Sleeper is an enjoyable Woody Allen film, coming from relatively early in the director’s career. He had yet to direct either Annie Hall or Manhattan, arguably his two most popular works, but was coming off a string of well-regarded movies. Sleeper is an affectionate look at many of the science-fiction movies that Hollywood was producing in the late sixties and early seventies, to the point that Allen himself actually sat down with Isaac Asimov to make sure the science-fiction elements of the script were kosher. However, Sleeper is remarkably fluid, allowing room within that framework for Allen to really explore any and all ideas that might possibly have occurred to him. The result is, to borrow a quote from the poster, a highly enjoyable and almost whimsical “nostalgic look at the future.”
The plot of Sleeper is a composite of many of the favourite elements in the science-fiction of the time. There’s a stylish future, with beautiful rounded architecture. Allen reportedly wanted to film in Brasilia, but the budget forced him to compromise by shooting at American locations. There are storm troopers clad in black, brainwashing, robots, a dictator going by the name “Great Leader”, bubble cars, liberal sexuality and even a very seventies resistance movement. However, while adhering to the rough framework of that sort of movie, Allen doesn’t feel too confined.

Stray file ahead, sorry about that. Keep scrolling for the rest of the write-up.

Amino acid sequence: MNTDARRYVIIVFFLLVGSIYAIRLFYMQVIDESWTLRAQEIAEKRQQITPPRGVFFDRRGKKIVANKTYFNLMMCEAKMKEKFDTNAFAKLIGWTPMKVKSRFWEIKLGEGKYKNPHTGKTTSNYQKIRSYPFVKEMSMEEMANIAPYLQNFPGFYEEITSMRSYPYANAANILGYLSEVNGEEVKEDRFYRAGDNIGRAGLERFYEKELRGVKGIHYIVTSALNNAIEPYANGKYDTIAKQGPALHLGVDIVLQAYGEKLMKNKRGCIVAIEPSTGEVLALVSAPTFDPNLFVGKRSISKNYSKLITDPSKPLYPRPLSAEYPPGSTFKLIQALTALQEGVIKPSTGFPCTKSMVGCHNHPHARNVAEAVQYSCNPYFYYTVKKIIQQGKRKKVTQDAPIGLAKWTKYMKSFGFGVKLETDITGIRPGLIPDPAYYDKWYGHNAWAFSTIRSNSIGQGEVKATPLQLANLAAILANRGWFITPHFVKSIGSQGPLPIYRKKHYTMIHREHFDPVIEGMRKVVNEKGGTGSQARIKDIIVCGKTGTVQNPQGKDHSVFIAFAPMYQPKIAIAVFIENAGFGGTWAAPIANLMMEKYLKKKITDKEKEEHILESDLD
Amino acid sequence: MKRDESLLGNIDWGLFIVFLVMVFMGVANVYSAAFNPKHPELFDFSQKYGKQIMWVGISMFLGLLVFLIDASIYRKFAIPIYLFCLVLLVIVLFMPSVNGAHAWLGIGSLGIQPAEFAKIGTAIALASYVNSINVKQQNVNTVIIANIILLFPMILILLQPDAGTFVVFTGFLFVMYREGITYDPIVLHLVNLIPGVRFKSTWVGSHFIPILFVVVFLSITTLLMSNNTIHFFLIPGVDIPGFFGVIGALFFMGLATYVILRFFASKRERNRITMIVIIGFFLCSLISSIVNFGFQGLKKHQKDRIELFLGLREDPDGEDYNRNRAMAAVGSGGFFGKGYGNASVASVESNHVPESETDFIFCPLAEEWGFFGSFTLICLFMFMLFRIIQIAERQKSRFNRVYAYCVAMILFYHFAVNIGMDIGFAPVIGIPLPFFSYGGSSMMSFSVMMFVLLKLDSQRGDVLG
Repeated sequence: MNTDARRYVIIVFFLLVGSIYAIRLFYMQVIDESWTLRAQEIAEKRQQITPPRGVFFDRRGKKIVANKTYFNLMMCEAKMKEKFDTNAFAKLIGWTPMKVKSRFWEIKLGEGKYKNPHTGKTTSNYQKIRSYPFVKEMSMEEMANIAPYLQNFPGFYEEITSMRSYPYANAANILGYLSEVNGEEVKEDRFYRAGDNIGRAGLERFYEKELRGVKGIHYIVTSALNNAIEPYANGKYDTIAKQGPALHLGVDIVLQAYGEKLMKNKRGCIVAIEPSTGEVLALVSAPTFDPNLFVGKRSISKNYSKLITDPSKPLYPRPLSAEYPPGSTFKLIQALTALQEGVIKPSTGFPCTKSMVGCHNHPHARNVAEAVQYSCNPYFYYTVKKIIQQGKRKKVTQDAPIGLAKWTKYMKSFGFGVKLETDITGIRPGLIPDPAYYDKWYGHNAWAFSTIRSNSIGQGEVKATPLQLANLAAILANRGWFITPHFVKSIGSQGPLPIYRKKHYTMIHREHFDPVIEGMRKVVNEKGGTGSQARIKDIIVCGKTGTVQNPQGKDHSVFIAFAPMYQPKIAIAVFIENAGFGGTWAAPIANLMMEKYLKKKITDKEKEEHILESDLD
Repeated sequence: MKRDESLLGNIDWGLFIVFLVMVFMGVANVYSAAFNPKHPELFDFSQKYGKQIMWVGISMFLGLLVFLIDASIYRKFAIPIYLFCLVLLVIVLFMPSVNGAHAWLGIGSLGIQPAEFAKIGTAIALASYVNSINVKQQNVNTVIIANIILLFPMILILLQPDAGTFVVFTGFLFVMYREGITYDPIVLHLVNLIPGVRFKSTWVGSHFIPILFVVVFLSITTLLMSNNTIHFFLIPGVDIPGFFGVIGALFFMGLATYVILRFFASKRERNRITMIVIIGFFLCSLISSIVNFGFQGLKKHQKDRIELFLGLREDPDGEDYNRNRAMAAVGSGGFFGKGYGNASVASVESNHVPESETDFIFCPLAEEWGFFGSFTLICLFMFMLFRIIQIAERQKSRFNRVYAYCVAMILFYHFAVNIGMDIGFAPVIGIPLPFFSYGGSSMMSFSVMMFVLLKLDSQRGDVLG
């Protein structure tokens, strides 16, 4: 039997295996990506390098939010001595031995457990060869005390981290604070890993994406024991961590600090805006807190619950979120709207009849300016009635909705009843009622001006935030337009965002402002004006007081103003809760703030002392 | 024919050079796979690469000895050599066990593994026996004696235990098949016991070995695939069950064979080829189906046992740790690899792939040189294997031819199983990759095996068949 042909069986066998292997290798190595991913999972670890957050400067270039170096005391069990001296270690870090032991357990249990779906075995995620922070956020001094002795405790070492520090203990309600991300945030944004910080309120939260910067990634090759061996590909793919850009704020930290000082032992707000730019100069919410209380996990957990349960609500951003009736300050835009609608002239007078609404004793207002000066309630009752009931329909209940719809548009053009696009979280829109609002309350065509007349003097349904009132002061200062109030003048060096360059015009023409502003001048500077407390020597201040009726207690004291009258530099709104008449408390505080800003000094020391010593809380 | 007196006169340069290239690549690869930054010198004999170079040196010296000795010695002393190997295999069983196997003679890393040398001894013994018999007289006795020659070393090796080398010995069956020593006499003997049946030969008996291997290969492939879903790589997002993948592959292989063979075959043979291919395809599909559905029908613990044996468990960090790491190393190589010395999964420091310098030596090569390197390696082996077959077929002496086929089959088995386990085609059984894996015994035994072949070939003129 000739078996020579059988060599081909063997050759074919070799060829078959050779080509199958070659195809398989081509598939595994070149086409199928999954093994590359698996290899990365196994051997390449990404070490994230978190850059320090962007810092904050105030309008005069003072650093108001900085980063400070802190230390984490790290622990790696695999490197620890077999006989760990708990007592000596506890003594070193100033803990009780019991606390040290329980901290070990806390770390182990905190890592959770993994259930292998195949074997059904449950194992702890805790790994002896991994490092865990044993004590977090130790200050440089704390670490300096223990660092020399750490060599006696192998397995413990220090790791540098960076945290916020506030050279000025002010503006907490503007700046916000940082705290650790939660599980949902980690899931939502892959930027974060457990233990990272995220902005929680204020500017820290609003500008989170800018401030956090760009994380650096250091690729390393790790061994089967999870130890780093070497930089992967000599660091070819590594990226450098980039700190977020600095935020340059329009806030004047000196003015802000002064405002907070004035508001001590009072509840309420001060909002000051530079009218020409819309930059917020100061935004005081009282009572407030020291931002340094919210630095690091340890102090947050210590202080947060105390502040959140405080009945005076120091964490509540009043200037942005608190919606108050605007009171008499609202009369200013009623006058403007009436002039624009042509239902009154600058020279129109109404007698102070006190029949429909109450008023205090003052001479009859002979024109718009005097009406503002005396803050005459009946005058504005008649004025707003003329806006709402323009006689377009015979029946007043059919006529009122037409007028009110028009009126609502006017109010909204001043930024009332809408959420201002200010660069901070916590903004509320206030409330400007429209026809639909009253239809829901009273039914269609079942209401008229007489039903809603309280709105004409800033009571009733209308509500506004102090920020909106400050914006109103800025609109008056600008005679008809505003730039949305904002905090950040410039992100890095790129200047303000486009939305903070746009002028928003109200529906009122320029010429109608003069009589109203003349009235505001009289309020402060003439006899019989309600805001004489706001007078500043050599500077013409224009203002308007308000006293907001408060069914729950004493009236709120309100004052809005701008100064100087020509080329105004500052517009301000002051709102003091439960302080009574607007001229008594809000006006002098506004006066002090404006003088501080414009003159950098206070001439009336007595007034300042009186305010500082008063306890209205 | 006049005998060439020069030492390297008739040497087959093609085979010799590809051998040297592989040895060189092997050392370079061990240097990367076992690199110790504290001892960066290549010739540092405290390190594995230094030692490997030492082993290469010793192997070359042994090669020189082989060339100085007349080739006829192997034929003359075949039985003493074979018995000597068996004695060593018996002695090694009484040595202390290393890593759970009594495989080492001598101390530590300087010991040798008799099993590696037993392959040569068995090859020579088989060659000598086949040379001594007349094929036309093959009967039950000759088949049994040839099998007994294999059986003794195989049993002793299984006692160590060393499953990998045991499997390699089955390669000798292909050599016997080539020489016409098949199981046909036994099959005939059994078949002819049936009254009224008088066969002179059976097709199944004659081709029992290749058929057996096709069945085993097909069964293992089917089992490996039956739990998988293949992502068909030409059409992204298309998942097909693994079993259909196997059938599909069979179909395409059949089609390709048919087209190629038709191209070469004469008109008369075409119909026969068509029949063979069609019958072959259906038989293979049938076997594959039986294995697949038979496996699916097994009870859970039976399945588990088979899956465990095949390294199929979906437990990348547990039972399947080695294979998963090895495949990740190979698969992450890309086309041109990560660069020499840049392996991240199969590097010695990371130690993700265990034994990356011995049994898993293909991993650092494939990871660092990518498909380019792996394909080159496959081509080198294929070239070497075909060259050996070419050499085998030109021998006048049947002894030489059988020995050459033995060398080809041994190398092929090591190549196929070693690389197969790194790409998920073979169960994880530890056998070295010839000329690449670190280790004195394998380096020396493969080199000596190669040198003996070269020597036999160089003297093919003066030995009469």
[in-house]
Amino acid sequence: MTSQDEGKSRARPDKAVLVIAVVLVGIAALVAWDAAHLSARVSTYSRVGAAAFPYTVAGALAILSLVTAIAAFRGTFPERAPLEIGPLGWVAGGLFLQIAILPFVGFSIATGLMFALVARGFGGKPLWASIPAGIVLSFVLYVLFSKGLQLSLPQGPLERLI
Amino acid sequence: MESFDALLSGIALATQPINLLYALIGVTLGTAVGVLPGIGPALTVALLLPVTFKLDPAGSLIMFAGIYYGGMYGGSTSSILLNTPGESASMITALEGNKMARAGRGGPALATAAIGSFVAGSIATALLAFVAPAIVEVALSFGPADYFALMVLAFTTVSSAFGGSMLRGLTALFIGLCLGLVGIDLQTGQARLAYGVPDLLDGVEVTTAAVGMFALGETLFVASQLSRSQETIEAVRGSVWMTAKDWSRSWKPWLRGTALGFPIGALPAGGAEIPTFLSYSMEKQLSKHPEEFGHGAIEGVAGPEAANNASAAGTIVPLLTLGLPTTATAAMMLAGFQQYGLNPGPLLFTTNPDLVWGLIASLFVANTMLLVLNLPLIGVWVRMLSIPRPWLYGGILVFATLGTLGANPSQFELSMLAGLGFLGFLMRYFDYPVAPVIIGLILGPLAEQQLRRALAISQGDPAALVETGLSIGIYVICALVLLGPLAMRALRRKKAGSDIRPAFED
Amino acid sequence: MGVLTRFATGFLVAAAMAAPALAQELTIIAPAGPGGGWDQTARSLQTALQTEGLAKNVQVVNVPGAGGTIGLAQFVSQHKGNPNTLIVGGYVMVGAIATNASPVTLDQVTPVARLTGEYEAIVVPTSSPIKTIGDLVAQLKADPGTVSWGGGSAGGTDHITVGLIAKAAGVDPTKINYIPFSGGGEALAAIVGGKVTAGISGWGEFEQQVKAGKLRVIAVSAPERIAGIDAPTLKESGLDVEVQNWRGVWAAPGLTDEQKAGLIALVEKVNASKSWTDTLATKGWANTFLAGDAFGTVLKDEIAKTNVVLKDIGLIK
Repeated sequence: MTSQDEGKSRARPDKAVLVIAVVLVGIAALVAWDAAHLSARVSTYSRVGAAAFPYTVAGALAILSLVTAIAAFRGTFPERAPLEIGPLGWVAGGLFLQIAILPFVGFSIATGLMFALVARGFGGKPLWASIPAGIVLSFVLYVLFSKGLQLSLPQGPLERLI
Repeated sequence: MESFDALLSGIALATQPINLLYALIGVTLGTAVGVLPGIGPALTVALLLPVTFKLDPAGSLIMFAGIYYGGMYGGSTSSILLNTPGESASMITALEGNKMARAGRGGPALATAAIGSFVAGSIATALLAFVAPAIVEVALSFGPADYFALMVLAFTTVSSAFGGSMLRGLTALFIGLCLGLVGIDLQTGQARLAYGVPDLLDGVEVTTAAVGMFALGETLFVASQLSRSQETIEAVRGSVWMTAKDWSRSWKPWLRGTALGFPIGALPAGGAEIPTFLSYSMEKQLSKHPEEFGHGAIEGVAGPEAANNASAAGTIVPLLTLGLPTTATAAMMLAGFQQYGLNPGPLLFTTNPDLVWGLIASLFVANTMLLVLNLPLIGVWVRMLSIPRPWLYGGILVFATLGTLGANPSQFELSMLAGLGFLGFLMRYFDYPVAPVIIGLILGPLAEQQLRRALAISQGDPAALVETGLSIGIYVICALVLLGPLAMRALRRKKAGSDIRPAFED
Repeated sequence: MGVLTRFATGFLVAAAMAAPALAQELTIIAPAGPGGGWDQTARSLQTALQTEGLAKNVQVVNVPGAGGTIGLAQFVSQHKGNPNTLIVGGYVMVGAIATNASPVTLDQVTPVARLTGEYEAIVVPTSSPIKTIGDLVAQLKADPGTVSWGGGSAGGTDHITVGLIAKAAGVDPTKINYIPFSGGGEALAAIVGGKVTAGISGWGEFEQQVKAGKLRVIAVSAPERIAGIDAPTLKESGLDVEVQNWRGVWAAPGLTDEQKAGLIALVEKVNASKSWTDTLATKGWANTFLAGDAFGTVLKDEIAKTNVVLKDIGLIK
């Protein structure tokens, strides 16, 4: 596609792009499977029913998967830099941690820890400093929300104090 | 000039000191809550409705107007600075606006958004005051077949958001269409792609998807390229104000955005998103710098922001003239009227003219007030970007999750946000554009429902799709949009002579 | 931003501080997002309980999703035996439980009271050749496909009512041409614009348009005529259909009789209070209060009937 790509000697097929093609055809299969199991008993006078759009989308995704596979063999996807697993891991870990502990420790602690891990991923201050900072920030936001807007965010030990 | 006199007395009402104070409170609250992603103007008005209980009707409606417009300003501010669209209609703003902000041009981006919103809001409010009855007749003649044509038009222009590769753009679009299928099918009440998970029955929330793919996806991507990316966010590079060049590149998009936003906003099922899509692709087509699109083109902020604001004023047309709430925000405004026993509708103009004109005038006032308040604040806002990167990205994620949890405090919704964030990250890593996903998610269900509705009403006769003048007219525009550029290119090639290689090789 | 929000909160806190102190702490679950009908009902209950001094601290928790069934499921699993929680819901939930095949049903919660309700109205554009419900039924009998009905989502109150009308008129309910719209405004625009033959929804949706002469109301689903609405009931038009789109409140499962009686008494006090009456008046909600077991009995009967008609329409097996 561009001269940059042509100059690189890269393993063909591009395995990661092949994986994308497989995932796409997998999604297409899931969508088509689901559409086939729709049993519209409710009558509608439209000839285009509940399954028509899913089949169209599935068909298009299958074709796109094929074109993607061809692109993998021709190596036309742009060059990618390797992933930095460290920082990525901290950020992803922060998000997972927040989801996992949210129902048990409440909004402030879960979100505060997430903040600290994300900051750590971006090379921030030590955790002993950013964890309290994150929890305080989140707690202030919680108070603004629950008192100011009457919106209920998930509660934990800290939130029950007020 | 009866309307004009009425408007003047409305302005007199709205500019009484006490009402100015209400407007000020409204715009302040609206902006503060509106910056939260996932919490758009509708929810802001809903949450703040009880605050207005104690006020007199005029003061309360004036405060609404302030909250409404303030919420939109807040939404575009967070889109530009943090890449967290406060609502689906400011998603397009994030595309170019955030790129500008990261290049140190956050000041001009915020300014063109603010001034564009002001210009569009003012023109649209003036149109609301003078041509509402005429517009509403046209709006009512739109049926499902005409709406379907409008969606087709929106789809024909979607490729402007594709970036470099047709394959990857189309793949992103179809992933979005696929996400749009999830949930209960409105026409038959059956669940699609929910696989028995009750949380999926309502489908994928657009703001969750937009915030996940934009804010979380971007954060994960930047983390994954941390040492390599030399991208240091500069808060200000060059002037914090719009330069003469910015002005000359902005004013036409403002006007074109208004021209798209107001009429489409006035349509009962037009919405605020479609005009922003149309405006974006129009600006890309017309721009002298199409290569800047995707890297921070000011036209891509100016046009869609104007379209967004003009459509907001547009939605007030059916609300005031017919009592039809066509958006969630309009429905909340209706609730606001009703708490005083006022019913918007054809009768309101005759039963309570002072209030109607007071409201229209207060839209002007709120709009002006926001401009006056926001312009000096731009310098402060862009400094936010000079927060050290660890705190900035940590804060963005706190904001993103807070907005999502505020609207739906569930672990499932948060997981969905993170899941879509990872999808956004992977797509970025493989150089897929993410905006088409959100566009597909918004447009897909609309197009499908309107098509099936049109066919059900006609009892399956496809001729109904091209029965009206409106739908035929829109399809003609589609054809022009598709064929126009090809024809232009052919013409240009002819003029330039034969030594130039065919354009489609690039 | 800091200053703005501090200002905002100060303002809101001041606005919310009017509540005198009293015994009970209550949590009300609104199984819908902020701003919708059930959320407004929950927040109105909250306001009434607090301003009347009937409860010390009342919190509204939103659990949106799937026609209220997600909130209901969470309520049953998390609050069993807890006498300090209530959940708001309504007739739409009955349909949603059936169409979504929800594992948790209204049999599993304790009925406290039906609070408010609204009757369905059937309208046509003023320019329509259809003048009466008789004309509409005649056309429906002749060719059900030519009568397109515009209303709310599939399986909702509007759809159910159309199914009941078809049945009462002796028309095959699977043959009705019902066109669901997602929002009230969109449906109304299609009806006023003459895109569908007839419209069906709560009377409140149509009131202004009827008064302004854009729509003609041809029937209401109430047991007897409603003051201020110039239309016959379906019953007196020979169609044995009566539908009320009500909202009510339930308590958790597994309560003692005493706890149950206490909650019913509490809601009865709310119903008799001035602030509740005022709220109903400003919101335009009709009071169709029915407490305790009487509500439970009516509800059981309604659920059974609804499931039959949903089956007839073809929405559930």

Those worried that Woody Allen’s unique voice my get drowned out by this decidedly high concept have nothing to worry about. All the Allen trademarks are here. Allen essentially plays himself, a patient from the present unfrozen in the distant future. That doesn’t stop him from sleeping with incredibly beautiful women, ridiculing those around him and making all manner of pop culture references that are completely lost on those around him. Although, to be fair, his companion does acknowledge this after he makes a joke at the expense of New Jersey, observing, “Why is it I never understand what you’re saying?”
Indeed, despite its futuristic setting, Allen seems to quite efficiently get across just how much he hates California. While he’s been more direct about it elsewhere, I found it interesting that even in a movie set in the distant future Allen was still making jabs at Hollywood. “What’s it feel like to be dead for 200 years?” Luna asks him at one point. Miles responds, “Like spending a weekend in Beverly Hills.” On discovering the totalitarian state that exists, he comments, “This is even worse than California.”
Allen is even playing the same central character that he always plays. Miles even concedes to being a clarinet player, much like Allen himself. He has that same strange quality of being quite unlikeable and yet strangely charming, as he passive-aggressively makes fun of those around him, reveling in the fact that they’re not aware of his mockery. “You think I’m stupid,” Luna remarks at one point, and though he vigorously denies it, it’s hard to argue that he doesn’t, and is just cynically trying to lure her to bed with him. Despite this, Miles is an engaging lead character, perfectly encapsulating that wonderful dichotomy Allen tends to bring to his roles.